(at minute 36:07)
There's a bunch of startup stuff happening in downtown Atlanta this week, so I've been thinking a lot lately about programs that support startups.
The startup programs that have emerged over the past five years fascinate me. I'm old enough to remember the first startup hubs that emerged across the country in the . . .
(at minute 4:19)
I'm a huge fan of hack tests. For example, let's say you believe that gardeners will buy more gardening equipment if you create a content-focused startup where the content's goal is to drive e-commerce. Instead of spending months building a site/app, setup a MailChimp account today and start sending emails tomorrow . . .
(at minute 13:46)
Two years ago I was working with my co-founder to help renovate an old building in downtown Atlanta to become a startup hub. We didn't know anything about construction, so there were lots of lessons. Perhaps the biggest lesson was that construction is a process with lots of fits & starts. You decide one day to put a . . .
(at minute 19:31)
About a year ago I was talking with a founder going through Techstars and he told me something that really stuck with me...
Our behavior towards our startup totally changed when it occurred to us that we are the rule...not the exception.
In other words, this delusional founder (he's delusional because all founders are . . .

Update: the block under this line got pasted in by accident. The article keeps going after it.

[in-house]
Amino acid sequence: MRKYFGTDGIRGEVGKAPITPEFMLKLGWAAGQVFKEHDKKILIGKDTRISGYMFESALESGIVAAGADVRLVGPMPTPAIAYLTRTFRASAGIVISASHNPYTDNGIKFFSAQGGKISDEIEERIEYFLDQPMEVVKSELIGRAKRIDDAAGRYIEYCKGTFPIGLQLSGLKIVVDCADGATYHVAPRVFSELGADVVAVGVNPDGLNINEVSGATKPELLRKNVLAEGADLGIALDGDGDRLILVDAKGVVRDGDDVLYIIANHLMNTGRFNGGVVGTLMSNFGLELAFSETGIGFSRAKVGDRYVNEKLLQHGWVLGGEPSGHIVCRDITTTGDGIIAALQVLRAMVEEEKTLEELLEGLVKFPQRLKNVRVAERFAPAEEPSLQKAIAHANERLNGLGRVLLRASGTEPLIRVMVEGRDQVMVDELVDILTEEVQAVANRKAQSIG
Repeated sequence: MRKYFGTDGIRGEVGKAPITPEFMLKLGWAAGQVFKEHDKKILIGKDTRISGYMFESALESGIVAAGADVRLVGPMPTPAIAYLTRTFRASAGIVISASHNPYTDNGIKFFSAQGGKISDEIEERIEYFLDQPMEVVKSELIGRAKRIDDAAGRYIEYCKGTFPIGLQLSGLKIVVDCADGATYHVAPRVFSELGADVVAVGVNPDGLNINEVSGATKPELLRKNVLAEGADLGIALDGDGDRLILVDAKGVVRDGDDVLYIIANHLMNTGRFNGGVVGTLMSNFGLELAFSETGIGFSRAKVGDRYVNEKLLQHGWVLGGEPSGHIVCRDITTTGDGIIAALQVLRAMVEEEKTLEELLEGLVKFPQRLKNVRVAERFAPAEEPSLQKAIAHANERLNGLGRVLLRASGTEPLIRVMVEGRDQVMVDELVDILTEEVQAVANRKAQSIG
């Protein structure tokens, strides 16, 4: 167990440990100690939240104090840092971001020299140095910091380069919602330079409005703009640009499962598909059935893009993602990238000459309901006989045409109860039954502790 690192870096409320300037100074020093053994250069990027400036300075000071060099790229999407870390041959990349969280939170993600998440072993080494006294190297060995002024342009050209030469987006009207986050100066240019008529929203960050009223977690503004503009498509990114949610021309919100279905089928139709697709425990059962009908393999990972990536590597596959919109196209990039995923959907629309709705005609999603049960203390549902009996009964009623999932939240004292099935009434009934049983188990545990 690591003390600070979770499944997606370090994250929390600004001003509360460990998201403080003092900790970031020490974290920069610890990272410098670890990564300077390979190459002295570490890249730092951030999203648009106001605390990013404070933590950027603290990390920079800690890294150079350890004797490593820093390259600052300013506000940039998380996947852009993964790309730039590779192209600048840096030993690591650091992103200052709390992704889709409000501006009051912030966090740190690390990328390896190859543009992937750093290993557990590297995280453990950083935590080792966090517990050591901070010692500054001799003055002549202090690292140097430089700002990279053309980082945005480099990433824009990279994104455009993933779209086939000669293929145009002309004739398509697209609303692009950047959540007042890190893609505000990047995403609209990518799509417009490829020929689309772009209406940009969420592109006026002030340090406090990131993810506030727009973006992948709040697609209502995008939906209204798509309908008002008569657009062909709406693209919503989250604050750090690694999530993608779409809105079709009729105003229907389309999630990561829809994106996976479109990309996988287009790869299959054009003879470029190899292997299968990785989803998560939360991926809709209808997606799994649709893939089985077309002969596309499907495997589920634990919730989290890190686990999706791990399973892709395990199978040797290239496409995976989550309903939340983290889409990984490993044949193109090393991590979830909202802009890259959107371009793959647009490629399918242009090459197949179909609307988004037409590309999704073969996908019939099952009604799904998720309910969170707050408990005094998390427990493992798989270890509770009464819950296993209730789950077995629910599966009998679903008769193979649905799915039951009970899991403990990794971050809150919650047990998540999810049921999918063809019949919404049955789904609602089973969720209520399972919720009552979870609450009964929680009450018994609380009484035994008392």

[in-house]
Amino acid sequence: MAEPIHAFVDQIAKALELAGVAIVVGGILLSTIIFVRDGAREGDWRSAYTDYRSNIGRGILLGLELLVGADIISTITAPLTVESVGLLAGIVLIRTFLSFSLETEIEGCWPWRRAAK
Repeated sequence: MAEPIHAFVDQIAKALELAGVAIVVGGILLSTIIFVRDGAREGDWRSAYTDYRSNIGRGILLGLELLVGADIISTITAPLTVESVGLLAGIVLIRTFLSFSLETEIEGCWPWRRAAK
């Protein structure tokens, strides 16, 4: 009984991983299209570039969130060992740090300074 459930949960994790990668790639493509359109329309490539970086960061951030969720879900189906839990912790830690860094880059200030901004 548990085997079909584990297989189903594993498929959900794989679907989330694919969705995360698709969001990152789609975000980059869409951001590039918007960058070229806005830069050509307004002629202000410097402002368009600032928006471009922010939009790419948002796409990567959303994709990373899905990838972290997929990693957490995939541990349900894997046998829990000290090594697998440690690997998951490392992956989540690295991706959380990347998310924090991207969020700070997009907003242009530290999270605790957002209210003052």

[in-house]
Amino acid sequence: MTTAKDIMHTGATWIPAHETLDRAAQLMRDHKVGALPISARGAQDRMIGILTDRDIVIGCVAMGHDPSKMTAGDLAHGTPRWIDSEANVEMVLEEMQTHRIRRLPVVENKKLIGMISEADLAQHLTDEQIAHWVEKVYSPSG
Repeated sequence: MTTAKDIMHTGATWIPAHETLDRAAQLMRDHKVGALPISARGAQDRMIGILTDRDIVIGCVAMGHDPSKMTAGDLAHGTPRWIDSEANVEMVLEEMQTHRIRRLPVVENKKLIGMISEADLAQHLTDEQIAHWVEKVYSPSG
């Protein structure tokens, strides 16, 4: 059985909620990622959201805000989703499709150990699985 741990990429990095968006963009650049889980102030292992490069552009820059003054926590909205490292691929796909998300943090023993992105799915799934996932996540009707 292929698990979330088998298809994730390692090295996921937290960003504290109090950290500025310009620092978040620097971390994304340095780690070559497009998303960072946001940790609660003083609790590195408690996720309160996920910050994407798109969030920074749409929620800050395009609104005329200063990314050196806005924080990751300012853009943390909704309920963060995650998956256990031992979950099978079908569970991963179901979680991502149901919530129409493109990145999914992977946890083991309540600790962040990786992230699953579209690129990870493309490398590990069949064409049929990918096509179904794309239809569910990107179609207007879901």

(at minute 2:56)
Startups are creative exercises. This is true because the path to creating a tool/brand/mission to solve a problem isn't known. If it were known/correct/big, it would already exist.
If you've ever done much long-form writing, it's like that. The basics of your story are in your head (eg a new college graduate moves . . .
(at minute 00:49)
I don't have all the answers. No one does.
Your best advisor doesn't have all the answers. The best VC on Sand Hill Road doesn't have all the answers. The best founder doesn't have all the answers. That's why startups are so tricky...every straight-forward problem has been solved. So what's left (by . . .
(at minute 5:58)
If you spend any amount of time around startups, you won't hear many phrases more than "product-market fit." It's used so much for good reason...until some percent of your users love what you are doing, nothing else matters. Sidenote: the definition of "love" can be found here.
Whenever I think about . . .